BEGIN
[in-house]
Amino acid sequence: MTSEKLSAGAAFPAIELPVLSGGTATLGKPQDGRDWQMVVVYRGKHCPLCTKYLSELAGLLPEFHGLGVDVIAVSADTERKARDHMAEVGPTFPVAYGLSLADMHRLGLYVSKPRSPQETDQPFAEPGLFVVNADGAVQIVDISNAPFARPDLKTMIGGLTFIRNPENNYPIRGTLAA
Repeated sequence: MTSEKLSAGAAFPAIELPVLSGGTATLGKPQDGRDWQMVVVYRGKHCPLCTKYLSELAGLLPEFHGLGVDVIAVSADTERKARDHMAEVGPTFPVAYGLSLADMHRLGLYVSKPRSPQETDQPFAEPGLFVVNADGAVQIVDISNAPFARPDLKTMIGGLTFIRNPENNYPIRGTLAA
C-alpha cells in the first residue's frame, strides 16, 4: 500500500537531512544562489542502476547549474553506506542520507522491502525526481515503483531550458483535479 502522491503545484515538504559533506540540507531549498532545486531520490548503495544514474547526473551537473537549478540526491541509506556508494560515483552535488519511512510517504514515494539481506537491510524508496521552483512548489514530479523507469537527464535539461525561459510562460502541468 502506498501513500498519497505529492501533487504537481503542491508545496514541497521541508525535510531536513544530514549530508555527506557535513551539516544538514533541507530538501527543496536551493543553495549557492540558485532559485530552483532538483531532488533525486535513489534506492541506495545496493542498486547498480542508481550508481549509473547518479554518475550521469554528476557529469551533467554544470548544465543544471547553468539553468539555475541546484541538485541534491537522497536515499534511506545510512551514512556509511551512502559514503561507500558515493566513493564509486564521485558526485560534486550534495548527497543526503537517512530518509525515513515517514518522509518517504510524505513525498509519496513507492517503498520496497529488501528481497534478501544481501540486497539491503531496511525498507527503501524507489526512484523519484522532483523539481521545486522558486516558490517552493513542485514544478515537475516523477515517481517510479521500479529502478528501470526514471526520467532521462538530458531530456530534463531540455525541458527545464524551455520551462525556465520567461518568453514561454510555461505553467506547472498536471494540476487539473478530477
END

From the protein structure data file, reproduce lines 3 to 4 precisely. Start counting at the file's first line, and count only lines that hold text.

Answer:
Repeated sequence: MTSEKLSAGAAFPAIELPVLSGGTATLGKPQDGRDWQMVVVYRGKHCPLCTKYLSELAGLLPEFHGLGVDVIAVSADTERKARDHMAEVGPTFPVAYGLSLADMHRLGLYVSKPRSPQETDQPFAEPGLFVVNADGAVQIVDISNAPFARPDLKTMIGGLTFIRNPENNYPIRGTLAA
C-alpha cells in the first residue's frame, strides 16, 4: 500500500537531512544562489542502476547549474553506506542520507522491502525526481515503483531550458483535479 502522491503545484515538504559533506540540507531549498532545486531520490548503495544514474547526473551537473537549478540526491541509506556508494560515483552535488519511512510517504514515494539481506537491510524508496521552483512548489514530479523507469537527464535539461525561459510562460502541468 502506498501513500498519497505529492501533487504537481503542491508545496514541497521541508525535510531536513544530514549530508555527506557535513551539516544538514533541507530538501527543496536551493543553495549557492540558485532559485530552483532538483531532488533525486535513489534506492541506495545496493542498486547498480542508481550508481549509473547518479554518475550521469554528476557529469551533467554544470548544465543544471547553468539553468539555475541546484541538485541534491537522497536515499534511506545510512551514512556509511551512502559514503561507500558515493566513493564509486564521485558526485560534486550534495548527497543526503537517512530518509525515513515517514518522509518517504510524505513525498509519496513507492517503498520496497529488501528481497534478501544481501540486497539491503531496511525498507527503501524507489526512484523519484522532483523539481521545486522558486516558490517552493513542485514544478515537475516523477515517481517510479521500479529502478528501470526514471526520467532521462538530458531530456530534463531540455525541458527545464524551455520551462525556465520567461518568453514561454510555461505553467506547472498536471494540476487539473478530477